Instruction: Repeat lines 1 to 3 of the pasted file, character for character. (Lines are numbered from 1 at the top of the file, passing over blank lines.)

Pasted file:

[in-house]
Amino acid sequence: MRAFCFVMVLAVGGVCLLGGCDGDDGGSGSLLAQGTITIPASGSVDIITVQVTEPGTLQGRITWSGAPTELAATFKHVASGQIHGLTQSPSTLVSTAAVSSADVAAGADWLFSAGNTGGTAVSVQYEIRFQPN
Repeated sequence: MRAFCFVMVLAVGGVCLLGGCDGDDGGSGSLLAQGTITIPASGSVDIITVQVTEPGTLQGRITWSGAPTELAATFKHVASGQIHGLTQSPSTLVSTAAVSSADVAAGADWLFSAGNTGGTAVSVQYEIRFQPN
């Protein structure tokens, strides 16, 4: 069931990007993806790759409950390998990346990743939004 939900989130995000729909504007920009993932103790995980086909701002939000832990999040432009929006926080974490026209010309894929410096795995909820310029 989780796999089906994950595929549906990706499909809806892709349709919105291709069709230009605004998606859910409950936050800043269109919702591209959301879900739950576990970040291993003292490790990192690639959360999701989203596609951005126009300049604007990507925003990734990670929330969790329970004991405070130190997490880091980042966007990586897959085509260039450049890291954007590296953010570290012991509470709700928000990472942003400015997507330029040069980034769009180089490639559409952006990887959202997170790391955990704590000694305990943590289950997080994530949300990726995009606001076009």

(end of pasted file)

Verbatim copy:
[in-house]
Amino acid sequence: MRAFCFVMVLAVGGVCLLGGCDGDDGGSGSLLAQGTITIPASGSVDIITVQVTEPGTLQGRITWSGAPTELAATFKHVASGQIHGLTQSPSTLVSTAAVSSADVAAGADWLFSAGNTGGTAVSVQYEIRFQPN
Repeated sequence: MRAFCFVMVLAVGGVCLLGGCDGDDGGSGSLLAQGTITIPASGSVDIITVQVTEPGTLQGRITWSGAPTELAATFKHVASGQIHGLTQSPSTLVSTAAVSSADVAAGADWLFSAGNTGGTAVSVQYEIRFQPN